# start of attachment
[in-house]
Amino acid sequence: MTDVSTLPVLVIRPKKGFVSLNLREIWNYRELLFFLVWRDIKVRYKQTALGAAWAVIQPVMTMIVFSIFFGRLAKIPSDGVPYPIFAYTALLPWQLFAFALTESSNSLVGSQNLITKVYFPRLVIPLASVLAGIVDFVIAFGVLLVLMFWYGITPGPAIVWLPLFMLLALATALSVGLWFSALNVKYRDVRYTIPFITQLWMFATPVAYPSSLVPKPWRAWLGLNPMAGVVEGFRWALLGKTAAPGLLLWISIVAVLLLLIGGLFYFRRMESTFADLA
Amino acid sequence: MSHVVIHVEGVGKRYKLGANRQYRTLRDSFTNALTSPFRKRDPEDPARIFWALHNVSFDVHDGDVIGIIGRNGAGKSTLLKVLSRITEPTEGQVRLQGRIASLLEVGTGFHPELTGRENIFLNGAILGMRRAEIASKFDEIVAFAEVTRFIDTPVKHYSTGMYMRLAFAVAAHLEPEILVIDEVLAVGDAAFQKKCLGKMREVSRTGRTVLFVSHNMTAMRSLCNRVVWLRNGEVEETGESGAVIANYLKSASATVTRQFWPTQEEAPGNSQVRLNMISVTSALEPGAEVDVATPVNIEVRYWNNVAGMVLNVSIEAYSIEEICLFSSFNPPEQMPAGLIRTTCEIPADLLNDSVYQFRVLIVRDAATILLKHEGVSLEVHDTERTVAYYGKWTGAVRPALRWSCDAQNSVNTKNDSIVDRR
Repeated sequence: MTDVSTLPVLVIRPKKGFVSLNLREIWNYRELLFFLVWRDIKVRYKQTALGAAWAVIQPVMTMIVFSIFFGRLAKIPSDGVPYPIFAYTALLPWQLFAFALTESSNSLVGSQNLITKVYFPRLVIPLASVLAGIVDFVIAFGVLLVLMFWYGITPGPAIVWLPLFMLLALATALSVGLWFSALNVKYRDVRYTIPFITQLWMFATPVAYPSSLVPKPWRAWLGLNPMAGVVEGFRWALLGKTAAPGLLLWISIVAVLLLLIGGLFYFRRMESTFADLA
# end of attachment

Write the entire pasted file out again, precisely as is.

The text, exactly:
[in-house]
Amino acid sequence: MTDVSTLPVLVIRPKKGFVSLNLREIWNYRELLFFLVWRDIKVRYKQTALGAAWAVIQPVMTMIVFSIFFGRLAKIPSDGVPYPIFAYTALLPWQLFAFALTESSNSLVGSQNLITKVYFPRLVIPLASVLAGIVDFVIAFGVLLVLMFWYGITPGPAIVWLPLFMLLALATALSVGLWFSALNVKYRDVRYTIPFITQLWMFATPVAYPSSLVPKPWRAWLGLNPMAGVVEGFRWALLGKTAAPGLLLWISIVAVLLLLIGGLFYFRRMESTFADLA
Amino acid sequence: MSHVVIHVEGVGKRYKLGANRQYRTLRDSFTNALTSPFRKRDPEDPARIFWALHNVSFDVHDGDVIGIIGRNGAGKSTLLKVLSRITEPTEGQVRLQGRIASLLEVGTGFHPELTGRENIFLNGAILGMRRAEIASKFDEIVAFAEVTRFIDTPVKHYSTGMYMRLAFAVAAHLEPEILVIDEVLAVGDAAFQKKCLGKMREVSRTGRTVLFVSHNMTAMRSLCNRVVWLRNGEVEETGESGAVIANYLKSASATVTRQFWPTQEEAPGNSQVRLNMISVTSALEPGAEVDVATPVNIEVRYWNNVAGMVLNVSIEAYSIEEICLFSSFNPPEQMPAGLIRTTCEIPADLLNDSVYQFRVLIVRDAATILLKHEGVSLEVHDTERTVAYYGKWTGAVRPALRWSCDAQNSVNTKNDSIVDRR
Repeated sequence: MTDVSTLPVLVIRPKKGFVSLNLREIWNYRELLFFLVWRDIKVRYKQTALGAAWAVIQPVMTMIVFSIFFGRLAKIPSDGVPYPIFAYTALLPWQLFAFALTESSNSLVGSQNLITKVYFPRLVIPLASVLAGIVDFVIAFGVLLVLMFWYGITPGPAIVWLPLFMLLALATALSVGLWFSALNVKYRDVRYTIPFITQLWMFATPVAYPSSLVPKPWRAWLGLNPMAGVVEGFRWALLGKTAAPGLLLWISIVAVLLLLIGGLFYFRRMESTFADLA